A now-defunct web site that catered to gay youth is now ensnared in a federal bankruptcy proceeding that its founder says could result in as many as 1 million profiles being sold to creditors, putting its former subscribers’ privacy at risk, CNET reports. XY, which billed itself as a young gay men’s magazine and could be found at XY.com, ceased publishing in 2007. Its founder filed for bankruptcy protection earlier this year, which could put names, addresses, eMail addresses, unpublished personal stories, and other information about gay minors into creditors’ hands. The Federal Trade Commission recently expressed its concerns, saying in a letter to creditors and attorneys involved in the case that “any sale, transfer, or use” of XY’s personal information “raises serious privacy issues and could violate” federal law. XY’s creditors have hired a lawyer to obtain the personal information held by the magazine and web site. But because XY.com’s privacy policy said, “We never give your info to anybody,” any personal data should be “destroyed,” wrote David Vladeck, the head of the FTC’s bureau of consumer protection, in a letter this month. The question of who owns personal data collected by a failed company, and what should be done with it, is not a new question—but none of those earlier bankruptcy proceedings included information as sensitive as the customer list for a magazine and web site that targeted gay youth between 13 and 17 years old who were in the process of grappling with their sexual identity…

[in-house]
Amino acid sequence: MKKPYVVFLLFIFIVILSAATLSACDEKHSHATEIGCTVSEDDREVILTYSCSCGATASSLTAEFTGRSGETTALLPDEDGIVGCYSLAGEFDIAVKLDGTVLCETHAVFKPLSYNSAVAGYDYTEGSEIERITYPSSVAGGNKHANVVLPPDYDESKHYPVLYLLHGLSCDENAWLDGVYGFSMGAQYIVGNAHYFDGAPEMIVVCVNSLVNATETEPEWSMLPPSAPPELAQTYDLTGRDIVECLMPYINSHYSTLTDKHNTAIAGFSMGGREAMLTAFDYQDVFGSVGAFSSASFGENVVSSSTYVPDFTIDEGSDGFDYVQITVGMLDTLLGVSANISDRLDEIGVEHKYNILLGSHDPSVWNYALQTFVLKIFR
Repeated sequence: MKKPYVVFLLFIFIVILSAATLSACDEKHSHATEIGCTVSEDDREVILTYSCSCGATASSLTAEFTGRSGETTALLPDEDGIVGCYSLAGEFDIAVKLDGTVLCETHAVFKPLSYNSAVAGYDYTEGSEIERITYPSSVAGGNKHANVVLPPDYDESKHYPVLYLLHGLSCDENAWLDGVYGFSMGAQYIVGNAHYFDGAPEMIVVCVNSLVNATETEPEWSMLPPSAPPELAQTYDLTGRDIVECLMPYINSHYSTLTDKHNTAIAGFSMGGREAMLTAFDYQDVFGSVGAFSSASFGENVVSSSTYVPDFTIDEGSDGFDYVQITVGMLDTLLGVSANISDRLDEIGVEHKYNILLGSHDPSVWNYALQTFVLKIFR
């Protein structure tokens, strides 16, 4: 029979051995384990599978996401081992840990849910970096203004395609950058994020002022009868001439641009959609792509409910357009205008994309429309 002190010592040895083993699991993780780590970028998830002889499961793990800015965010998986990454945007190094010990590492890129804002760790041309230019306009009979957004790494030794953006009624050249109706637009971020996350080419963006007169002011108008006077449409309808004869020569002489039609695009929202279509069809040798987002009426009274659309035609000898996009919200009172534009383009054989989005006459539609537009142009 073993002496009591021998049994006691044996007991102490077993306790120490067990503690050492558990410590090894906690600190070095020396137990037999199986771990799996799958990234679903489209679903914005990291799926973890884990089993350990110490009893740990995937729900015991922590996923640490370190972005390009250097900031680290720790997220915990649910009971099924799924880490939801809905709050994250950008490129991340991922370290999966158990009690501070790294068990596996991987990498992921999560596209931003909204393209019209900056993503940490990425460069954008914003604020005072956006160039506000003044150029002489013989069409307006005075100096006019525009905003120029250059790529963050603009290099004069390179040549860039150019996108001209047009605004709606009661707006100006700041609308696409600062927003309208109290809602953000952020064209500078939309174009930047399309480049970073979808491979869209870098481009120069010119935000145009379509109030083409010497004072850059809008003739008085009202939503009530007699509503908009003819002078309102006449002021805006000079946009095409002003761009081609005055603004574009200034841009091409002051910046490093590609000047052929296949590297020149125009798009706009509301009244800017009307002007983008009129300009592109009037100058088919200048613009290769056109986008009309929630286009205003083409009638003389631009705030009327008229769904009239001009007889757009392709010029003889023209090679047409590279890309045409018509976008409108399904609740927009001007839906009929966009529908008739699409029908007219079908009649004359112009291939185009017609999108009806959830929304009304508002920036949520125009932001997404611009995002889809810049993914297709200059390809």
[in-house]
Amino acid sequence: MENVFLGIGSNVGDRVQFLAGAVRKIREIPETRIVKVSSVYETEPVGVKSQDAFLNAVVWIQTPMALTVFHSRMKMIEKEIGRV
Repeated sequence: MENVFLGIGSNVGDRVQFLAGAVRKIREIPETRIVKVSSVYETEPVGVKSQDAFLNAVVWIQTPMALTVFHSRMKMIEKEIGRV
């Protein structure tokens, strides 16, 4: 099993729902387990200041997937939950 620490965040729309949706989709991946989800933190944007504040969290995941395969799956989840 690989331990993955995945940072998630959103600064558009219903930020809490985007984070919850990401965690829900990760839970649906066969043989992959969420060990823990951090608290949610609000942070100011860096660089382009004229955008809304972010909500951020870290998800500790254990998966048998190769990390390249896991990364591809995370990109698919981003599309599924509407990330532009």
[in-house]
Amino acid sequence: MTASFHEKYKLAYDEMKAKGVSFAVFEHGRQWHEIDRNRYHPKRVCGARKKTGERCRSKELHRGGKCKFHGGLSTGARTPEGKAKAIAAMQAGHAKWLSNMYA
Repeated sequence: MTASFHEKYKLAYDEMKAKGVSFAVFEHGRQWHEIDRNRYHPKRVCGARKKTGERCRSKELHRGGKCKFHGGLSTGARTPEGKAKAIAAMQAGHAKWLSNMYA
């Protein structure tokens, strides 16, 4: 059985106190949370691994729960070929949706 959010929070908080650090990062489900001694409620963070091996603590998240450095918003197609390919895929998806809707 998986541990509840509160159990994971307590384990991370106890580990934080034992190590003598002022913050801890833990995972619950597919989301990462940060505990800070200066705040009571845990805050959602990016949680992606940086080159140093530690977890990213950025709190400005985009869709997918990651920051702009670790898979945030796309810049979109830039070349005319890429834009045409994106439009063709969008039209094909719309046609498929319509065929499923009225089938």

Click here for the full story

About the Author:

Maya Prabhu